Sunday, May 3, 2015

Looking back with no regret

He was an actor, singer, and teacher. He performed on stage and on screen. Not all his performances were perfect or watchable but a great many are relished even today. His presence lent credence to whatever was being filmed. It rarely took away. That's Daya Alwis' legacy. Perhaps it is this that numbed those who heard of his death. We'll never know, I suspect.

Acting wasn't his only "thing" of course. Music was what first moved him. He also taught. He took to the stage eventually. And like most of his colleagues, he went to the cinema, the point being that it didn't entice him initially. There were other pathways he carved for himself. Other lanes. He didn't stick to one course. The truth perhaps was that he couldn't.

He first came to me with Madol Duwa. That was his role as "Punchi Mahaththaya". A small part no doubt, but it stood out. An add-on that never really jarred. There were other films as the years went by, granted, but "Punchi Mahaththaya" kept coming back. Perhaps that was because he depicted him just the way the novel had. Whatever the reason, he stayed.

Actors and performers have their highs and lows and Alwis was no exception. There were parts in Mahagedara and Viragaya (both by Tissa Abeysekara) which did not stand out. These were supporting roles moreover. They jarred and lagged. Sadly.

That's not to say he didn't "rise". He contributed to whatever he took part in. Few can forget his roles in Valmathuwo, Handaya, and Siribo Aiya, for instance. Few can forget those teledramas he acted in, particularly Bodima. They all caught him at his best: a supporting actor who was capable of going beyond his character and all its self-imposed limits. At other times this could have weakened story and script. Not so in Alwis' case. That's certainly applause-worthy.

There will be tributes and assessments made of him. I haven't seen all his performances and wouldn't want to pretend that I have. I can't offer an in-depth analysis. All I can say is this: he put in effort. Nearly all his performances were dramatic, and even in those films and teledramas which were supposed to provoke humour he could get serious. And even with those films where he seemed to overdramatise - Mahagedara in particular - the fault seemed to be with the script. That hampered Alwis. He jarred in those films because he was not meant to be scripted the way he was in them.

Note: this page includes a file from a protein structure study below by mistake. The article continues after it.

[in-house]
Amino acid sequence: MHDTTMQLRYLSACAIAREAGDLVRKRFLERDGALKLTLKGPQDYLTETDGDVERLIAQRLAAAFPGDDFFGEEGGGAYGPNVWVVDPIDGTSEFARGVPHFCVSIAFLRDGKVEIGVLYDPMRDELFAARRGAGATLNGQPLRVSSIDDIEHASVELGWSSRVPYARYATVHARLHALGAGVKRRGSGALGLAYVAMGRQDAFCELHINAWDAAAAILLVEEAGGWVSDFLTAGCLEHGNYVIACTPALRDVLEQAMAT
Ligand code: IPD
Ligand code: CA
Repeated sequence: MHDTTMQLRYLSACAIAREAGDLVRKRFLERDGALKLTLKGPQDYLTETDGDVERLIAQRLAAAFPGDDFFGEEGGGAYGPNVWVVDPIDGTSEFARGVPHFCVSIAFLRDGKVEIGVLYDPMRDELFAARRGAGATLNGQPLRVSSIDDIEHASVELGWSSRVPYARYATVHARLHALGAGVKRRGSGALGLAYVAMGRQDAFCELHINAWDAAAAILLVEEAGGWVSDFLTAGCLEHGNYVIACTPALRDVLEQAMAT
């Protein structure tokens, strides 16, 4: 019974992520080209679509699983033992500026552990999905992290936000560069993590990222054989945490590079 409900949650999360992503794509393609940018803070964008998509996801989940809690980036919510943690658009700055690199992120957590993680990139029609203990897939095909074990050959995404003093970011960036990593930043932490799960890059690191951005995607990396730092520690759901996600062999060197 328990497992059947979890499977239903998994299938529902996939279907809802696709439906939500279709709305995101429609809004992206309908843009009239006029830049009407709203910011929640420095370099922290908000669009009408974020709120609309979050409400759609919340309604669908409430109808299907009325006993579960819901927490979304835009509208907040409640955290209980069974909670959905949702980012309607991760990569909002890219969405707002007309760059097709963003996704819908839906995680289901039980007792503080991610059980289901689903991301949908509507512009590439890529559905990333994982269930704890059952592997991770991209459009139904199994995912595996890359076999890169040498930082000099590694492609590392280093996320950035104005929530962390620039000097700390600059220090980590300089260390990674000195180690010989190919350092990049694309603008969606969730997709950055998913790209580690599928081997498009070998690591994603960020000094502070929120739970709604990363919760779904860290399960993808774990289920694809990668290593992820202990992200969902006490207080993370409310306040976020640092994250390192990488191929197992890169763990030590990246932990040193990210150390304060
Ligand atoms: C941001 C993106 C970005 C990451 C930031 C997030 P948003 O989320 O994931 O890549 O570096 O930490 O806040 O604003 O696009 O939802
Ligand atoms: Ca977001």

He learnt about acting on his own and got to know those who taught his trade. He knew Ediriweera Sarachchandra and learnt about stylised acting. He moved on to Dhamma Jagoda and away from that stylised idiom, and managed to bridge theatre and cinema. He was eclectic enough to appreciate both, doubtless, and this kept him in touch with whatever medium he took part in. Yes, it was all hands-down. And as he put it in an interview once, "one learns by associating with those who are learned." It was those same learned people who shaped him. In the end, he gave back. We are grateful.

Alwis left too early. But he didn't leave behind footprints that wind and sand could cover. Few people would have gone through his career and looked back with regret. There may have been a "much more" desired somewhere, but this is true of every actor who ever lived and not just here. Few would look at him and care to compare him with anyone. He was Daya Alwis on his own right. That's a rare feat for an actor, particularly in this country.

Not many can appreciate fame's sharper nuances. Alwis didn't know fame the way some of his colleagues did but then again that didn't matter. He knew it for what it was, warts and all. Whatever role he played lent flavour to both character and story. He did overdramatise at times but as I wrote before this was often the fault of the script. Not many knew how to handle him. Maybe he wasn't meant to be handled at all. I wouldn't know. Fame didn't come to him the easy way and he didn't exit the way we wanted him to. A tragedy and an irony, definitely.

For now, we'll salute him. As a giant that passed on. Too prematurely.

Written for: Ceylon Today LITE, May 3 2015